All About Spelling: Reflections As We Finish Level One

I’m beginning what I think will be an ongoing look at All About Spelling – I plan to keep posting about it as we progress further through the curriculum.  *Please note: I’m an affiliate for All About Spelling, though I did purchase the curriculum on my own and this is not a compensated review.

All About Spelling Level One

I purchased All About Spelling partly based on reviews I’d read online and the samples that I viewed.  I’m not exactly sure what my homeschool style is yet, but I do know that I hate curriculum that:

  • Is cluttered, uses Microsoft Word-style clipart, and features five different fonts and six different font sizes on a page.
  • Requires the teacher to spend extensive time in preparation to teach it “their way”.
  • Is strongly tied to a one-lesson-a-day schedule.

I picked All About Spelling because it seemed to avoid all three of those, and so far, it’s met my expectations.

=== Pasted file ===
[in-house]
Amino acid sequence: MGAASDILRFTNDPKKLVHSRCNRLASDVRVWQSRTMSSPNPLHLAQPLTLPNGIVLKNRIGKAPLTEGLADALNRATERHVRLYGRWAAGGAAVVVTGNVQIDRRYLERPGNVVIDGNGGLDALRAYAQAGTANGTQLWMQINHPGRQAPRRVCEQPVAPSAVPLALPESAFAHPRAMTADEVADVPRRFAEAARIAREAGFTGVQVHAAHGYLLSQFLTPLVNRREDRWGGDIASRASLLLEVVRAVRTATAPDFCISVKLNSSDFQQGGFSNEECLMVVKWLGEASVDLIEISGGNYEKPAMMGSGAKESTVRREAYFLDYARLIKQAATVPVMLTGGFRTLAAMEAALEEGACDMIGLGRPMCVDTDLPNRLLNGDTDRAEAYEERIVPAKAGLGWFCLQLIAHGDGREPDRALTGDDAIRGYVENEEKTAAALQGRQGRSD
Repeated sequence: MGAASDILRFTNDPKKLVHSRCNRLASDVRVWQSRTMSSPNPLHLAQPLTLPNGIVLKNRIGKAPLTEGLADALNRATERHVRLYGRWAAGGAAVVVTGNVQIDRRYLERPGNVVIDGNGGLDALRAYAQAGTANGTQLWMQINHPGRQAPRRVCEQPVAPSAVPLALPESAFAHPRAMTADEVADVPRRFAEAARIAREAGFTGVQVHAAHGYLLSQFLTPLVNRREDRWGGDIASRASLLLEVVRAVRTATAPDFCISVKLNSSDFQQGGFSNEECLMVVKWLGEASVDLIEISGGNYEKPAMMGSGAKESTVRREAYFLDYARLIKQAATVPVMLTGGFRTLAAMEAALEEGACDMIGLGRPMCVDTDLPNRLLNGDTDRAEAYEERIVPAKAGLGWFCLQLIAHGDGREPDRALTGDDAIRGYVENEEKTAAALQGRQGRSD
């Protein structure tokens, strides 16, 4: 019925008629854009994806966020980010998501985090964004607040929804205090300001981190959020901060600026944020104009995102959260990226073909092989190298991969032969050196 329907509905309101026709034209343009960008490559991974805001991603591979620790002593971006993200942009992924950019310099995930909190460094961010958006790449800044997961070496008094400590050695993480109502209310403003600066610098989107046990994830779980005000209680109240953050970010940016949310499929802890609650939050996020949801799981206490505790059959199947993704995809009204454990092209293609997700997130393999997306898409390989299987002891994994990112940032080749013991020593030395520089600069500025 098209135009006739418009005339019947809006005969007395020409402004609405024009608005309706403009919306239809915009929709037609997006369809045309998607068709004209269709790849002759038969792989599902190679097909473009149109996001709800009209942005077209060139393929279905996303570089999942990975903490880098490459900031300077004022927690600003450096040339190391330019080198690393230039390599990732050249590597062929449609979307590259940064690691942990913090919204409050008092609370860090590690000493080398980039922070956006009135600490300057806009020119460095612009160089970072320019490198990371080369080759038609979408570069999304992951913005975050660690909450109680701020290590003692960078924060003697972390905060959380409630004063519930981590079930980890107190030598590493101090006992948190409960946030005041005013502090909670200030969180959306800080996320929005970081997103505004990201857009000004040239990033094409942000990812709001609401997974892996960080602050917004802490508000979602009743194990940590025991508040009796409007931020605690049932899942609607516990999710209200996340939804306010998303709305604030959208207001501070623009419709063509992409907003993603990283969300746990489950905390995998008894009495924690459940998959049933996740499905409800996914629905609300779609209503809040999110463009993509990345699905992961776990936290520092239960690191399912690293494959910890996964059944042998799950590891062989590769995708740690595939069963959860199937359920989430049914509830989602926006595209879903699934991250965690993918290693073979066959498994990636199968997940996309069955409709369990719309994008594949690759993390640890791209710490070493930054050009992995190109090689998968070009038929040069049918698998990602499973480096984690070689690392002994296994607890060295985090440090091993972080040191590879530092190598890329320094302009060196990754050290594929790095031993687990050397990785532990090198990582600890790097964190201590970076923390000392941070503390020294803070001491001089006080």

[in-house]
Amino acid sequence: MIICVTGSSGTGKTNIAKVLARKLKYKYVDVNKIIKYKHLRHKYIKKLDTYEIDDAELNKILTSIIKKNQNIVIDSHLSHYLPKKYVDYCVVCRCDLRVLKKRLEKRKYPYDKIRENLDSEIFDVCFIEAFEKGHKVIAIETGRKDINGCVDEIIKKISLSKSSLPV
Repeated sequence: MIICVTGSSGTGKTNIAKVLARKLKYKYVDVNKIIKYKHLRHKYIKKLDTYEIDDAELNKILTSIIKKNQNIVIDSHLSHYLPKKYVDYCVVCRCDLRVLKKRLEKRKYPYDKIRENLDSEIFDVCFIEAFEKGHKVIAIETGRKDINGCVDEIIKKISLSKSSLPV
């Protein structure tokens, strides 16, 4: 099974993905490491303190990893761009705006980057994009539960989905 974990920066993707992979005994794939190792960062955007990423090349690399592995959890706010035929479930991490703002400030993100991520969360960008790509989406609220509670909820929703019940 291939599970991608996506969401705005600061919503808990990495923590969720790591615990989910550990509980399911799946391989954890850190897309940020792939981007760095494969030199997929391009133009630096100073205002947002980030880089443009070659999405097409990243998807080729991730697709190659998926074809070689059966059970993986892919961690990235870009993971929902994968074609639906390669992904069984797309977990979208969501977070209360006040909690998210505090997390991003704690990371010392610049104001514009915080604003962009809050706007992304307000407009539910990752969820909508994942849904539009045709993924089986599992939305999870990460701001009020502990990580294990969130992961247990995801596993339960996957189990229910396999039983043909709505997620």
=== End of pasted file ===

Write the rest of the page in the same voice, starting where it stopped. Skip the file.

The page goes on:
•  Curriculum Layout & Design

Maybe I shouldn’t care so much about what a curriculum looks like.  We’re supposed to be teaching spelling/reading here, not graphic design, right?  But, I think that a clean, simple interface is conducive to keeping a student and parent focused on the content instead of the fluff around the page.

All About Spelling is laid out in a very clean manner and is modern-looking.  I’ve never once been annoyed at their poor formatting or inconsistent styling.

  • Teacher Preparation Time

I find it easy to simply open the All About Spelling book, read through it once (usually a 1-2 minute process), and then teach.  Obviously, we are dealing with simple first grade phonics so it shouldn’t be too complicated anyway, but I know that the other phonics programs I looked at did manage to overload the teacher with tons to read and no clear direction as to where to start or what to do.

All About Spelling gives step-by-step instructions that can basically be read as a script.  I find this to be very easy to follow without making me feel like it’s holding my hand.

Here’s an example:

Set the tokens aside and put the following letter tiles in a row in front of your student: a, r, t.

(picture of tiles set out)

“Today you will spell a word using the tiles.”

“I will say a word and you will repeat it slowly, one sound at a time, like you did with the tokens.  Instead of pulling down a token for each sound, you will choose the correct letter tile and pull it down.”